"The legislature . . . will be obliged . . . to deliberate upon the propriety of keeping a military force on foot; to come to a new resolution on the point; and to declare their sense of the matter, by a formal vote in the face of their constituents." ~~ Alexander Hamilton, THE FEDERALIST NO. 26 at 141 (Alexander Hamilton) (J.R. Pole ed., 2005). (See p. 435 of the downloadable law review article.)
Perhaps, if the nation had been more focused on the costs of war, and demanded that their elected representatives investigate ways of paying those costs - including realistic appraisals of, and means to regulate and enforce, Administration prognostications that Iraqi oil would pay for the Iraqi war - before the Congress took roll-call votes on a declaration of war directing the President to send our troops into Afghanistan or Iraq during the 2000's, then the nation might be more tolerant of having to pay the enormous bill for war now.
Instead, many in the nation have become impatient with the devastating deficits that came from fighting two wars initiated at the determination of the President during an administration when the President was insisting on cutting the government's income by reducing taxes for the wealthy.
In 2010, the costs of war were:
In comparison, the United States entered World War II after the brutal air attack on Pearl Harbor. The House met and the Senate met. Representatives in both houses put their careers on the line by casting roll-call votes. The result was to declare war against Japan, on December 8, 1941 at 4:10 pm, EST. These were the words that the House and Senate agreed on: "the President is hereby authorized and directed to employ the entire naval and military forces of the United States and the resources of the Government to carry on war against the Imperial Government of Japan; and, to bring the conflict to a successful termination, all of the resources of the country are hereby pledged by the Congress of the United States."
Later, when both houses of the Congress determined that the scope of the war had to be expanded, additional declarations were passed by roll-call vote. The declaration to fight against Germany, for example, included the same language: "the President is hereby authorized and directed to employ the entire naval and military forces of the government to carry on war against the Government of Germany; and to bring the conflict to a successful termination, all of the resources of the country are hereby pledged by the Congress of the United States." (http://warpower.us/declarations.htm)
Nothing was left to the discretion of the President about whether the country would go to war. The President was "authorized and directed" to carry on the war.
Were the elected representatives concerned about the costs? Yes. They considered what it would take and decided to pledge "all of the resources of the country" to win.
According to USA Today, the need to pay for war pushed government spending: "By 1945, the U.S. debt was 121.7% of GDP, vs. an estimated 70% today..." The response was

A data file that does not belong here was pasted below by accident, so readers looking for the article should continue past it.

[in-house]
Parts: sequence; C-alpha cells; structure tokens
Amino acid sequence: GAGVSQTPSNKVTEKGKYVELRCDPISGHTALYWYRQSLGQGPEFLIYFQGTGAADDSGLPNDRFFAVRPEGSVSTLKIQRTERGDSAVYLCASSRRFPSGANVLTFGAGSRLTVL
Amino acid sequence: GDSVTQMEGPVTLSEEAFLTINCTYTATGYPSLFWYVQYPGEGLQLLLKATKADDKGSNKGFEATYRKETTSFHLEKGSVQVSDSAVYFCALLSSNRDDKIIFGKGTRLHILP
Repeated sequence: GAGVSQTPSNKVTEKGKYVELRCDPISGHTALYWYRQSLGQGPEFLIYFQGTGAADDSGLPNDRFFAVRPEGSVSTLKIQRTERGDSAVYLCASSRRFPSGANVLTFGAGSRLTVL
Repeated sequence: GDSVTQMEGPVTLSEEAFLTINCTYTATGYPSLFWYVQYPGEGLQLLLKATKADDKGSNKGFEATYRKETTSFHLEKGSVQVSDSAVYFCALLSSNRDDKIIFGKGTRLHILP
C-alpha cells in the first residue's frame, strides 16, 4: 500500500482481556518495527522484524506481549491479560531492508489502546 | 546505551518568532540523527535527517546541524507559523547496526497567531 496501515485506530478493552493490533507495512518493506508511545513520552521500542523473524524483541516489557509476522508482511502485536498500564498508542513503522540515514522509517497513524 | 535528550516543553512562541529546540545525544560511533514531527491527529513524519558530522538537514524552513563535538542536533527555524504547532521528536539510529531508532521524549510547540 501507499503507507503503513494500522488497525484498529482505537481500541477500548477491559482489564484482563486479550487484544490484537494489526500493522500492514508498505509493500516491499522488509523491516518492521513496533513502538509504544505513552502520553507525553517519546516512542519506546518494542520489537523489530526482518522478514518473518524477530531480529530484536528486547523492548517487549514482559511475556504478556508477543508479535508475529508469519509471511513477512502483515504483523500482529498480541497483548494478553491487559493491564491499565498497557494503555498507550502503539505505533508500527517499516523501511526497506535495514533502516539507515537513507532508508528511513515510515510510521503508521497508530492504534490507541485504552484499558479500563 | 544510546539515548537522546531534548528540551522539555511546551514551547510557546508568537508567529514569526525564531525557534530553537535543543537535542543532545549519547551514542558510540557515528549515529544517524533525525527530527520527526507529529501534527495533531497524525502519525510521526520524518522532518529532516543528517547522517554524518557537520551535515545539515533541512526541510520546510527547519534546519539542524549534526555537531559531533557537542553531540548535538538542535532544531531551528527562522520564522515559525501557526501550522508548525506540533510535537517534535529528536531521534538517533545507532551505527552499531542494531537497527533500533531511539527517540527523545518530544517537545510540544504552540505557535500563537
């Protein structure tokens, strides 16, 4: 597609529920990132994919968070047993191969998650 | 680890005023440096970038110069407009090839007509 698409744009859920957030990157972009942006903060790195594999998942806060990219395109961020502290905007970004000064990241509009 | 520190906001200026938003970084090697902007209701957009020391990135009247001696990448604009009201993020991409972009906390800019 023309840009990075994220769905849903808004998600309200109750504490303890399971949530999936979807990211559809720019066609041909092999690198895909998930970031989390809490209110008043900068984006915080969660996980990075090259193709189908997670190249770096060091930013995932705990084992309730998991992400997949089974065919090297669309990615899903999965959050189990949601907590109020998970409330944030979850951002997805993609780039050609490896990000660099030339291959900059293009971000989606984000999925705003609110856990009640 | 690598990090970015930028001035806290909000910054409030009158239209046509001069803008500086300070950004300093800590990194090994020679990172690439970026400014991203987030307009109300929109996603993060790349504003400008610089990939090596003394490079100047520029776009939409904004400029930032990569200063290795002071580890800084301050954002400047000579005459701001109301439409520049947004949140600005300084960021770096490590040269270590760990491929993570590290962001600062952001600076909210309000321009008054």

"The top income tax rate in 1929 was 24%, starting at $100,000 — which is the equivalent of $1.3 million today. The top rate rose sharply in 1932 to 63%, but it was levied on income above an inflation-adjusted $15.8 million. By 1944, however, the top rate soared to 94%, starting at today's equivalent of $2.4 million."
There was little unemployment as - to generalize - men went off to war and women went to the factory floor. Today, despite fighting two wars for almost a decade, many members of the US community are in a constant state of unemployment. One aspect of this economic situation, that is litttle talked about by politicians, journalists, and analysts in the media is that the government could, in the near future, pay down the deficit with greater tax revenues - not from the rich, as the House Republicans staunchly object to taxing the rich - but from an expanded base of taxpaying workers. How do we do that? Another war has been one of the historical answers, but war does not seem to reduce unemployment in the 21st century. Short of war, we could (1) incentivize the private employment market by offering employer/taxpayers forgiveness on some of their taxes if they create new permanent jobs now, and maintain them for a minimum of 3 years, (2) raise the debt limit to meet all current and future obligations incurred by the Congress, and (3) create a commission to study the entire US Tax Code, with the goal of offering a revamped tax structure for the Congress to consider in 2014. This would solve the immediate problem, ensure that the members of Congress will pay the bills for the programs they legislate, and enable us to have time to rationally deliberate on the tough moral and political issues before us as we move into the era beyond the Afghan and Iraq wars.
* The title of this case was changed by the District Court to NJPA, et al v. Obama, to reflect the election of Barack Obama as President of the United States.
© 2008, 2009, 2010, 2011 Steven M. Blumrosen